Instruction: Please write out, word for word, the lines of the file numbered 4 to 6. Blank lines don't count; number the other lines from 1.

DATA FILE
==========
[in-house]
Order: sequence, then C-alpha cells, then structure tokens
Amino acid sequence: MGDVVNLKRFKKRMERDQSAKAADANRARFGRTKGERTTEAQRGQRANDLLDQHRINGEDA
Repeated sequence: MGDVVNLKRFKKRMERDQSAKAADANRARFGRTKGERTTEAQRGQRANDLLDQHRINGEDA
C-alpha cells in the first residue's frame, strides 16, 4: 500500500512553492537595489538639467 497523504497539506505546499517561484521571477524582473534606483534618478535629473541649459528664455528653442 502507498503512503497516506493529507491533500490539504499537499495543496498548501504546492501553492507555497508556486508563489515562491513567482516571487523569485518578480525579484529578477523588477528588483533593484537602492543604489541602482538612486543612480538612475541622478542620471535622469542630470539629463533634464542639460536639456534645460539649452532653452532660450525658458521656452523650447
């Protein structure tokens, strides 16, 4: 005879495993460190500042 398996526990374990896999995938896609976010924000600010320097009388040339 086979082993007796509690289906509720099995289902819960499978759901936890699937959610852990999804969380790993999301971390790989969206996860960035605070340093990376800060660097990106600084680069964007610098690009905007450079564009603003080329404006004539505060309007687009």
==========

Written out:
Repeated sequence: MGDVVNLKRFKKRMERDQSAKAADANRARFGRTKGERTTEAQRGQRANDLLDQHRINGEDA
C-alpha cells in the first residue's frame, strides 16, 4: 500500500512553492537595489538639467 497523504497539506505546499517561484521571477524582473534606483534618478535629473541649459528664455528653442 502507498503512503497516506493529507491533500490539504499537499495543496498548501504546492501553492507555497508556486508563489515562491513567482516571487523569485518578480525579484529578477523588477528588483533593484537602492543604489541602482538612486543612480538612475541622478542620471535622469542630470539629463533634464542639460536639456534645460539649452532653452532660450525658458521656452523650447
């Protein structure tokens, strides 16, 4: 005879495993460190500042 398996526990374990896999995938896609976010924000600010320097009388040339 086979082993007796509690289906509720099995289902819960499978759901936890699937959610852990999804969380790993999301971390790989969206996860960035605070340093990376800060660097990106600084680069964007610098690009905007450079564009603003080329404006004539505060309007687009």